Although he was the first critic of `Whig history', the late Herbert Butterfield thought it was more or less inevitable that modern historians should write some version of it. By this he meant history which was written from a modern point of view and showed the growth of some institution or idea which we approve of now (for example, Parliamentary sovereignty, or modern science, or religious toleration). Norman Davies shows that it is possible to write about countries which no longer exist in a way that is entirely lacking in Whiggery.

Davies made his name with a history of Poland, where he is currently professor. He is used to seeing things from a European, and specifically an Eastern European, point of view. He was always going to be less sanguine about the idea of progress than most traditional historians of England and the British Isles. We have been much more fortunate. The tragedies which have afflicted the countries which we now think of as Russia, Lithuania, Poland, Ukraine and Germany make it difficult to be Whiggish, or even optimistic about Mankind as a whole.

Davies has no grand theory as to why states vanish. He is not Marx or Toynbee, nor a determinist of any kind, though he believes that all states have the seeds of decay within them. History is infinitely unpredictable. He does, however, have some prejudices. For example, he thinks that it is almost inevitable that Scotland will vote for independence and that the United Kingdom will vanish as a state; and he is a great fan of the European Union.

Davies has pointed out that there have been as many as 250 `vanished kingdoms'. This book deals with fifteen, drawing examples from various periods and different parts of Europe.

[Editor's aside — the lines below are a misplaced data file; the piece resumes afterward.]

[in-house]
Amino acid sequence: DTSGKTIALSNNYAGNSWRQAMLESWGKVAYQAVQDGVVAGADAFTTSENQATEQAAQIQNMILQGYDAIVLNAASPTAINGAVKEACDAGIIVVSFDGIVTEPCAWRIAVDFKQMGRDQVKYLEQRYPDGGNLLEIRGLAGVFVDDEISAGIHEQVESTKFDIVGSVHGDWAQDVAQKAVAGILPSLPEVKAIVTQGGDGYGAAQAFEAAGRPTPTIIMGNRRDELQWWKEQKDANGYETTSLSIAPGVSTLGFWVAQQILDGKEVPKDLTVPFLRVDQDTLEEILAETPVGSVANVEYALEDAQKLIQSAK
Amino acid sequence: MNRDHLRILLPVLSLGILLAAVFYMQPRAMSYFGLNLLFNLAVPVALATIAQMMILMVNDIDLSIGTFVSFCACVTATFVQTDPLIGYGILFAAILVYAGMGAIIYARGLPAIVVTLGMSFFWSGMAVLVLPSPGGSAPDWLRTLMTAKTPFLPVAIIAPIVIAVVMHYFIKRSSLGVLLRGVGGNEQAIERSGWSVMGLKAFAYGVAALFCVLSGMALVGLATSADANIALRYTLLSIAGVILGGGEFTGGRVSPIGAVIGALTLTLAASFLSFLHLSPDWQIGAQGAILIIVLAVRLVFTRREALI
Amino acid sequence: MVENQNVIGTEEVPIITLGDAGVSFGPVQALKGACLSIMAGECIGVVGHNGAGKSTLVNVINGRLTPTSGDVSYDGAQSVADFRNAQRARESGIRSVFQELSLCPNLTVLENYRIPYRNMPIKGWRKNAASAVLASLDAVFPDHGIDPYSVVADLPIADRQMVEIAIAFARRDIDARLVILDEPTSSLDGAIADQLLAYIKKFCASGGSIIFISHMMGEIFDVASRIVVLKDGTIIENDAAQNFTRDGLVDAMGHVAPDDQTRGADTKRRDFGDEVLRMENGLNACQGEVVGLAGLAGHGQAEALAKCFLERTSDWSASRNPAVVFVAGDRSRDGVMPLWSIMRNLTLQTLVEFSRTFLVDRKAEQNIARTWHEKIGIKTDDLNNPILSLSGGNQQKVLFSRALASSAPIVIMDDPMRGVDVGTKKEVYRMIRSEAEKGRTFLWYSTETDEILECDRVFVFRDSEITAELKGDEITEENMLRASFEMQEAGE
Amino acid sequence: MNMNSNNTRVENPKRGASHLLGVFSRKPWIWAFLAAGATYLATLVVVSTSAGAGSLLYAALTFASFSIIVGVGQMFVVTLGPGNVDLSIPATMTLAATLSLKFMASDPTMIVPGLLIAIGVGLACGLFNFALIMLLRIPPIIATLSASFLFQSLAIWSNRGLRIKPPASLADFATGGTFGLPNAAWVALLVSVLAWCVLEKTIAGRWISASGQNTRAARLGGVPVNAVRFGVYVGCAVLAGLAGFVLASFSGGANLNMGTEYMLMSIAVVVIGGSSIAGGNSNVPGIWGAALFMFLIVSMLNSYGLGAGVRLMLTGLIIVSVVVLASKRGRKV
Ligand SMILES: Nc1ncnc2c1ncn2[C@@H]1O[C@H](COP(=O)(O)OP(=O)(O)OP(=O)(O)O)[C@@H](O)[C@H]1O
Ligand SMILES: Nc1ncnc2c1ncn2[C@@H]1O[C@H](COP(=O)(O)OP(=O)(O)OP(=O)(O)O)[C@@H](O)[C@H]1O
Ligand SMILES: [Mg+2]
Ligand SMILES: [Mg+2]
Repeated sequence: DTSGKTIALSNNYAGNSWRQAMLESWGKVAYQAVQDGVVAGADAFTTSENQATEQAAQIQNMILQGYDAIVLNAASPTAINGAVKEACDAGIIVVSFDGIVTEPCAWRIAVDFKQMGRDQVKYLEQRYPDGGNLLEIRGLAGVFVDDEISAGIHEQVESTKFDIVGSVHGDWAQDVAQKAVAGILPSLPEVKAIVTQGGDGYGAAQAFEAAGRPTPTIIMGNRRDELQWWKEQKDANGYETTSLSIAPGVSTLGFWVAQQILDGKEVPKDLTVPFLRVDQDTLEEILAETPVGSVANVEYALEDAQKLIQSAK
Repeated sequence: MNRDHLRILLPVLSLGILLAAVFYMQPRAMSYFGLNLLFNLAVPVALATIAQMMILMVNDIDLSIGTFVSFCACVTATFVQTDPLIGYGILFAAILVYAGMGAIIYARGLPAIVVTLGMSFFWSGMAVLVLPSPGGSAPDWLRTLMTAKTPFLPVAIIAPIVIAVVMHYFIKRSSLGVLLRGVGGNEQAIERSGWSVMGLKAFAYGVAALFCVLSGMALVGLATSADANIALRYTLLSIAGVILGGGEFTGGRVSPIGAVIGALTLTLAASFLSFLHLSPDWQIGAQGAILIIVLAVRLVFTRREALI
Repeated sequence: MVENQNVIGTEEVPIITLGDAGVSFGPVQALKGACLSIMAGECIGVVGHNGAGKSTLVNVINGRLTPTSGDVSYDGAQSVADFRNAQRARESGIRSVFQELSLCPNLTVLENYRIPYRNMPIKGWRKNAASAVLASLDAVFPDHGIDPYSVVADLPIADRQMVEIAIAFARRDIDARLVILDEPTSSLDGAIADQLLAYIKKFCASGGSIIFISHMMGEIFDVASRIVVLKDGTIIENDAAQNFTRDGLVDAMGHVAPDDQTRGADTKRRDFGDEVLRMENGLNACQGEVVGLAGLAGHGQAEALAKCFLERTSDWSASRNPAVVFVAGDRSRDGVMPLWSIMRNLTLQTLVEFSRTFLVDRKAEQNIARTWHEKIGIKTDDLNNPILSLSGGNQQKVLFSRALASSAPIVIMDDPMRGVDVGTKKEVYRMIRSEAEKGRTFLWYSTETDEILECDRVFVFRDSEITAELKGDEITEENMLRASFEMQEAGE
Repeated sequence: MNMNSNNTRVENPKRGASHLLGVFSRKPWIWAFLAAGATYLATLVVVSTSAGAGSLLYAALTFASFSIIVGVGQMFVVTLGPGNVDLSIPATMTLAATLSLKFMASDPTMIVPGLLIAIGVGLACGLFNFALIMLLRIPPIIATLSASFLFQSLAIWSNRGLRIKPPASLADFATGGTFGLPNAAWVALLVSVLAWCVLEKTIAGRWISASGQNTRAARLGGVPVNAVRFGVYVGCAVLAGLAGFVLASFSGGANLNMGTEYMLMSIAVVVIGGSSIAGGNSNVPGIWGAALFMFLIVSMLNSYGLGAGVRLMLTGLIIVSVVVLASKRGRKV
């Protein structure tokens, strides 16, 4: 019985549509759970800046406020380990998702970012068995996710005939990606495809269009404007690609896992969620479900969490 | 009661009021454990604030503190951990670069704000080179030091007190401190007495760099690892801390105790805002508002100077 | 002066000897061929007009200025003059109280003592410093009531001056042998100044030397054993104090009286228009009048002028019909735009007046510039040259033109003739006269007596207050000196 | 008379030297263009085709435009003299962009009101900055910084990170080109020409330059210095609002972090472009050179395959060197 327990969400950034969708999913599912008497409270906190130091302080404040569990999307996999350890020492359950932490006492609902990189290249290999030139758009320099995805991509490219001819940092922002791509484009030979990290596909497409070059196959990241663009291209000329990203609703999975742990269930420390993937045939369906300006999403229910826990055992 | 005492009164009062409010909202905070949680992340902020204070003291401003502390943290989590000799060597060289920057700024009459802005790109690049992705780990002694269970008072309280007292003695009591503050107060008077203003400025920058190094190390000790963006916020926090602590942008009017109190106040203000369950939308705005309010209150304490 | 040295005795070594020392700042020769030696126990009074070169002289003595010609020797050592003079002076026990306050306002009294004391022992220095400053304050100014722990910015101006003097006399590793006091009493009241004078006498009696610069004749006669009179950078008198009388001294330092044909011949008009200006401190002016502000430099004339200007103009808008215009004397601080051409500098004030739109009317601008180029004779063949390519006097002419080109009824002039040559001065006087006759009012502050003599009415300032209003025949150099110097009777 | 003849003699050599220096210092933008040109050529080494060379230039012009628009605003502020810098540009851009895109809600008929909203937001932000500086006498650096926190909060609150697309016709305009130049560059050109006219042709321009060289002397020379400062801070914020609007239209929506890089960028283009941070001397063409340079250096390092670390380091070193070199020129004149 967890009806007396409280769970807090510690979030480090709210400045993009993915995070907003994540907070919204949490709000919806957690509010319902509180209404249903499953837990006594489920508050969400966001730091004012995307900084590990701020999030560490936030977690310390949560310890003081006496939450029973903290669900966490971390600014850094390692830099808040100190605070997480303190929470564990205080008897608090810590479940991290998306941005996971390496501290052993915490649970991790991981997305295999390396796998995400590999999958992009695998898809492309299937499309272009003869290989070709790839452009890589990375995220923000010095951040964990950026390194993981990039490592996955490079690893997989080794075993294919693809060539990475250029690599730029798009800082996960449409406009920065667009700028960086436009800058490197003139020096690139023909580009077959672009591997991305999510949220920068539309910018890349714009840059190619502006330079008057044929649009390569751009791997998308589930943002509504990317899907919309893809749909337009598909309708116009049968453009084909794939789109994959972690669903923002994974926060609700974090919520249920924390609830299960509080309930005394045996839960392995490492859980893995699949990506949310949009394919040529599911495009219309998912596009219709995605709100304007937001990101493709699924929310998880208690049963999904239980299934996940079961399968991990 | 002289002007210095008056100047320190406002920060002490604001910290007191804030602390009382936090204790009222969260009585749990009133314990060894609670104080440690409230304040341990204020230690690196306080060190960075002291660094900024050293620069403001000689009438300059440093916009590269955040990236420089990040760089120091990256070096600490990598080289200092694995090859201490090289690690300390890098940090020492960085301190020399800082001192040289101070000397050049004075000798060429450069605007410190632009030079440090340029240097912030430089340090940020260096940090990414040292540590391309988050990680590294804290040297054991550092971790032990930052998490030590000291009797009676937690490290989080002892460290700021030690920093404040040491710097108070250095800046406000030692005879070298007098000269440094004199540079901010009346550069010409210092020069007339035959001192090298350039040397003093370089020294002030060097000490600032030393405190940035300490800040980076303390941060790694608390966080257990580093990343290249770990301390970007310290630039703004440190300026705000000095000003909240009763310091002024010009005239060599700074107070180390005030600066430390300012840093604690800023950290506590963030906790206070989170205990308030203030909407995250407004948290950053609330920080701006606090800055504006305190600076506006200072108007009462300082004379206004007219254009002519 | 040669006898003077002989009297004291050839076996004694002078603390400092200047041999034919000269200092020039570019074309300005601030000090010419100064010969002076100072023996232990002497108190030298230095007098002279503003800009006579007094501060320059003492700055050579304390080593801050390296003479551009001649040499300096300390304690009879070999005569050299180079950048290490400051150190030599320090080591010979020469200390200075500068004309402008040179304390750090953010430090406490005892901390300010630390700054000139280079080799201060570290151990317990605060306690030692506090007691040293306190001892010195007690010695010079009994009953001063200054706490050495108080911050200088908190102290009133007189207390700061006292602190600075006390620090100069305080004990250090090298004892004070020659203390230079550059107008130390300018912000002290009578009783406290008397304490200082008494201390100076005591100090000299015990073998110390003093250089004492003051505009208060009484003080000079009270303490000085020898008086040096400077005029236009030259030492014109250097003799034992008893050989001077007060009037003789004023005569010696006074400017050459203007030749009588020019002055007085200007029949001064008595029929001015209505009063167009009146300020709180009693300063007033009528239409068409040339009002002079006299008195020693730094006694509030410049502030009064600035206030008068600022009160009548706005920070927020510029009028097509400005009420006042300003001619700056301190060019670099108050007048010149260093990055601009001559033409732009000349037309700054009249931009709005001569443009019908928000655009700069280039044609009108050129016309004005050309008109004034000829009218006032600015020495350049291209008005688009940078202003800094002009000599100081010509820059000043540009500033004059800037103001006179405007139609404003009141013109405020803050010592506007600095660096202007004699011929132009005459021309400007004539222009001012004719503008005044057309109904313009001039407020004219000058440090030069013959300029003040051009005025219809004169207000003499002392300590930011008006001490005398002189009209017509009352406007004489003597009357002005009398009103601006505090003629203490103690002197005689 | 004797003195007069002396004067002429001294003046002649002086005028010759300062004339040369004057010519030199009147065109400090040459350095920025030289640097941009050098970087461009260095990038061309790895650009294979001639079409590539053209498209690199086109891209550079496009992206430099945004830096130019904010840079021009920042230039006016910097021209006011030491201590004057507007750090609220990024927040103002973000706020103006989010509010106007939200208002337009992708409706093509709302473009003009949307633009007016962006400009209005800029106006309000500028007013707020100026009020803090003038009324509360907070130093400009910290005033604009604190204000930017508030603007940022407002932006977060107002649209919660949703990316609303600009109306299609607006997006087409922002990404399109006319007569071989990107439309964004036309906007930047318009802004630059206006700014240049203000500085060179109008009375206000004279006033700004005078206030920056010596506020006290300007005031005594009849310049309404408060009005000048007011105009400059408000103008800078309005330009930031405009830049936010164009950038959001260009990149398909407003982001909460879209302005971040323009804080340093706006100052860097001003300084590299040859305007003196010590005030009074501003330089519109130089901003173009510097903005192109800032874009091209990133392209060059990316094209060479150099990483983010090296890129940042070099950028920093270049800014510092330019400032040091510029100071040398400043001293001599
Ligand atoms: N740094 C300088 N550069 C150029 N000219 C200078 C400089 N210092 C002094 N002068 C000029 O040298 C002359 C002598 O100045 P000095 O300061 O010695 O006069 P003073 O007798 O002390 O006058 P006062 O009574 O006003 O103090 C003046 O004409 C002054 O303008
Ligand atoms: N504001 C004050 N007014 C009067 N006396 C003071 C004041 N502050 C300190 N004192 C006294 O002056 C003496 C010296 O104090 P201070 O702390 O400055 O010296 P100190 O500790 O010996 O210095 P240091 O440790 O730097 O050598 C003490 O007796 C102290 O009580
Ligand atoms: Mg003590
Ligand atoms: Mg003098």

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10 of 10 people found the following review helpful By Pensato on 4 Jun. 2012
Format: Hardcover Verified Purchase
A good collection of writing by Norman Davies. I say collection as it does not have quite the flow and cohesion of 'Europe' and 'The Isles'. The title is also somewhat a misnomer - I don't recall the Soviet Union being a kingdom!

It is fascinating - particularly the accounts of Tolosa, Burgundy, Aragon and Poland-Lithuania. A slight disappointment with a (very)short chapter on Byzantium ...... maybe something on the current impasse in Belgium? Surely the state in Europe closest to splitting at present as the Flemish and Walloon parts seem so reluctant to cooperate?

It still sparkles with Davies' customary erudition and was a pleasure (for the most part) to read.
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3 of 3 people found the following review helpful By Koos on 25 Nov. 2012
Format: Paperback
History is written by the victors. So most likely the history about those who lost has been written from point of view of the victors.

The more wonderful it is that Norman Davies wrote `Vanished Kingdoms'. A book written from point of view of those countries that have lost and vanished. Long forgotten countries, areas we had not heard of, rings-a-bell stories, lots of maps, anecdotes, it is all there. Though you knew Burgundia? Think twice, and read the chapter about Burgundia. Taken from that chapter: "The discrepancies in these definitions are easily spotted. But it is distressing to see that their common characteristic lies in their immobility: they are all trying to tie the concept of Burgundy to a single locality. None grasps the key feature, namely that Burgundy was a movable feast."

The chapter or Aragon: the discover-the-world-area was in the hands of the Portuguese and Spain, right? But when the reader speaks about `Spain', the reader pictures the country as the country now is on the map of Europe. How different it was then. "Philip II was the first in history to use the title of `King of Spain.'" He was king from 1556 to 1598. Clear words. Oh, by the way, when were North and South America discovered?

One day republic Rusyn? Also from that chapter there are lessons to learn. "These attitudes about Eastern Europe have surfaced many times in the thinking of Western intellectuals. They are part of a widespread, but often unspoken assumption about Western superiority." I love it when I read lines like that. Some readers could complain about chapters about Eastern Europe. Especially people from the west should not forget that Eastern Europe is a part of Europe.